Solo: My Adventures in the Air
When Clyde Edgerton was four years old, his mother took him to a local airport to see the airplanes. Eighteen years later, she would take him to the same airport to catch a plane to Texas for Air Force pilot training. She’d been his first passenger when he got his aviator’s license. She’d supported his decision to join the Air Force. All the same, she wished he’d kept up his piano lessons instead.
But Truma Edgerton’s only son had fallen in love with flying, and had fallen hard. His plan was to pilot the newest, sleekest, fastest aircraft available. The first time he soloed in a jet, he felt “a strange pride and power.” By then, the only access to the cockpits of fighter jets was via the war in Vietnam. So he spent a year flying combat reconnaissance over the Ho Chi Minh Trail, and he won the Distinguished Flying Cross.
Back at home, he took up another passion—writing. By and by, he bought himself his own airplane, a Piper Super Cruiser that he named Annabelle. Now, thirty years after Vietnam, Clyde Edgerton looks back at his youthful passion for flying, at the joy he took in mastering it, at the exhilaration—and lingering anguish—of combat flight.
Solo is a story told with empathy and humor—and with searing honesty that will resonate with every pilot who remembers the first take off, the first landing, the first solo. For those of us who always choose the window seat, it’s a thrilling story to experience vicariously.
Captain Dunning was assigned to a new student and I was assigned back to Captain Coleman—Mr. Big, my original T-37 instructor, who’d turned me over to Captain Dunning. Captain Coleman, I’d heard, was a screamer. On our third or fourth flight, I was flying an instrument approach. I became preoccupied with my altitude and got off my heading. Captain Coleman suddenly screamed, “What the hell are you doing, Edgerton?” He grabbed the hose to my oxygen mask and squeezed it shut. I couldn’t breathe.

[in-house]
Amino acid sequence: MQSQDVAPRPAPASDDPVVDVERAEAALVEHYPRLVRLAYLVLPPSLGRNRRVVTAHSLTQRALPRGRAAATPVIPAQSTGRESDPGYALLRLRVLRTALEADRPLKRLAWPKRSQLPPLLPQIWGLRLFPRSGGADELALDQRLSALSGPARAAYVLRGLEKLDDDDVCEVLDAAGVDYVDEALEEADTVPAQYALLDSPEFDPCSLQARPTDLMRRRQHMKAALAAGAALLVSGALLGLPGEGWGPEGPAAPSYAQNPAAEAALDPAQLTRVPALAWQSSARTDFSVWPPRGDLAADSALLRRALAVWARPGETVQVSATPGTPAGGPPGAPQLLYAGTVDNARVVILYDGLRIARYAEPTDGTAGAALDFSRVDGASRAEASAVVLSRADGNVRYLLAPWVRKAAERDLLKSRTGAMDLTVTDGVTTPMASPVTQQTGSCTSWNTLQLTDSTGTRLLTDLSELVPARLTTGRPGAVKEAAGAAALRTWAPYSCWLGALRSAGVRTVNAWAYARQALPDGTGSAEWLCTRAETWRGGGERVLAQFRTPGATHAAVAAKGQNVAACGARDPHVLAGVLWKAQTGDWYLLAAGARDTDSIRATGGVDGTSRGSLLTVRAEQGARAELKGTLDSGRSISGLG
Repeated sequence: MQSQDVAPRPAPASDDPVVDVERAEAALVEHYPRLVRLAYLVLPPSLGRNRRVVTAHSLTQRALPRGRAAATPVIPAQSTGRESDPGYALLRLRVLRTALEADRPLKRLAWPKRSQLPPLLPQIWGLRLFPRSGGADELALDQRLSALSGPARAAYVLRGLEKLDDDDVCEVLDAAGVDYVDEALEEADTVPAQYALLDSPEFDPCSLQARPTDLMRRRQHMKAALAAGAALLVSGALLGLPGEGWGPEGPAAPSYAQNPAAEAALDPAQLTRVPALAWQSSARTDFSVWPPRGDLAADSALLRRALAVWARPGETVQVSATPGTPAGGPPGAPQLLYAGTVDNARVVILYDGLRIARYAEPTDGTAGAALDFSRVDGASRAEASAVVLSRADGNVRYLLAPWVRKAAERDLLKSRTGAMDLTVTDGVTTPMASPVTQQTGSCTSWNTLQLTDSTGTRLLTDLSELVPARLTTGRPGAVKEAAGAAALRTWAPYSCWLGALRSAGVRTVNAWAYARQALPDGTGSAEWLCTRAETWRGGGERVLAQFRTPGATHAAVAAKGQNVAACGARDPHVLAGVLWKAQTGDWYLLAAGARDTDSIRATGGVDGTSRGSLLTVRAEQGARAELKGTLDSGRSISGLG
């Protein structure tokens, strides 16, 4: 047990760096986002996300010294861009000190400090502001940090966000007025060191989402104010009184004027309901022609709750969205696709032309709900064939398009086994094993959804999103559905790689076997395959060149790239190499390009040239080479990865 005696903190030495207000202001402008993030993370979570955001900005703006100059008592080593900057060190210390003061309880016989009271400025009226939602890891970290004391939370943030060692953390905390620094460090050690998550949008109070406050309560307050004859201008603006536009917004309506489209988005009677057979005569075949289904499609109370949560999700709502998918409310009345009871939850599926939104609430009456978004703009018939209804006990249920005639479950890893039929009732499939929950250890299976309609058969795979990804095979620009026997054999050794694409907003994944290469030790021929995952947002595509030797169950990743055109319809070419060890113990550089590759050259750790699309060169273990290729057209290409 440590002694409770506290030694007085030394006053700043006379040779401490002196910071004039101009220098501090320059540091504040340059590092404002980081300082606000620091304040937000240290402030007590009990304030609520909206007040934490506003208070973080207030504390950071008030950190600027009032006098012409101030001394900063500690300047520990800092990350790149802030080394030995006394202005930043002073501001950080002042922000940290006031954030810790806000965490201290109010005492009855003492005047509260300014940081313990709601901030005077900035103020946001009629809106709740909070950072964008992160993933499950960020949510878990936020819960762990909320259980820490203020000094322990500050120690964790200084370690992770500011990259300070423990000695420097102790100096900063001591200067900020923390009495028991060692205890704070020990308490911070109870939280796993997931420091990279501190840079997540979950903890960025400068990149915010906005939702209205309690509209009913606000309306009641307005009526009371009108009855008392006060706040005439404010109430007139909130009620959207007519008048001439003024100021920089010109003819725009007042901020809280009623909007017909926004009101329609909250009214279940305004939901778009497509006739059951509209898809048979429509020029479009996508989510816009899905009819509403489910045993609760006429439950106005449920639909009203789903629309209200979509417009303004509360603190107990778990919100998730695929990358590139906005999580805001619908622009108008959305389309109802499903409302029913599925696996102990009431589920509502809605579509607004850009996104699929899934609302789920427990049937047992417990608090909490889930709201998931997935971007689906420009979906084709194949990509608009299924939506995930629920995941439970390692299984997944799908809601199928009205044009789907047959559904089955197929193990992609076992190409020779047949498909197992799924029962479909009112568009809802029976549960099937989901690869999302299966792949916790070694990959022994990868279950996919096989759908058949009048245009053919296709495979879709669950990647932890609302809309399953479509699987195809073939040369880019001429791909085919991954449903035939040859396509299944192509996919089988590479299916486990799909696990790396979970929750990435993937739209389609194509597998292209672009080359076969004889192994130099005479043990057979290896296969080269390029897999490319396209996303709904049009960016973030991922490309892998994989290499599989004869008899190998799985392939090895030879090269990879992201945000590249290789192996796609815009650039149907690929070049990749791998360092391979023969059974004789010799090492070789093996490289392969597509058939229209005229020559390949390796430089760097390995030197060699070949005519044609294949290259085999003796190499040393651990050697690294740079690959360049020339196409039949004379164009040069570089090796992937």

four, in effect, buzzed the base, streaking down the runway as if we were the Thunderbirds (the Air Force aerobatic team, which flies in air shows). Nothing was said and we reentered the normal pattern and landed without incident. On the ground I asked another backseater what the hell bubble check meant. “Oh, in the old days a pilot would see if his compass was working by flying down a runway with a known heading. That’s all. Now it’s just a chance to show off.” Later that same day an order
scrambled and then ran for the crew trucks waiting outside with keys in the ignition. Four pilots to a truck. There would be two trucks, eight pilots for four airplanes. This was during the cold war. We assumed each time was practice, but we could never be absolutely sure until we were in our cranked aircraft listening to coded instructions on our radio. In our flight packets were maps with a Russian target clearly marked. Our helmets were fitted with gold-plated sun visors to protect our vision
FLIGHT 1. AFFECTED ENGINE CONDITION LEVER—FEATHER & FUEL SHUT-OFF. 2. FIRE LIGHT—PULL. 3. FIRE EXT—AGENT. 4. If still on fire —EJECT OR LAND IMMEDIATELY. 5. Failed engine FUEL EMERG SHUTOFF—SHUT-OFF. We caught a van and rode to headquarters for a preflight briefing (intelligence and weather) lasting from 4:20 to about 4:50. Then we rode a van to the flight line, found our airplane, and had about thirty minutes for a thorough preflight check. I hadn’t thought about giving Harley extra time.
you run the risk of dying for a cause, it may not be easy to examine the cause. So we immunize ourselves against the deaths of innocent people—civilians and soldiers. I hear the voices of old soldiers, old friends even, speaking to me: You’re a softy. People die. War is hell. It was never hell for me except for a short while here and there. I was just a pilot. And I loved to fly.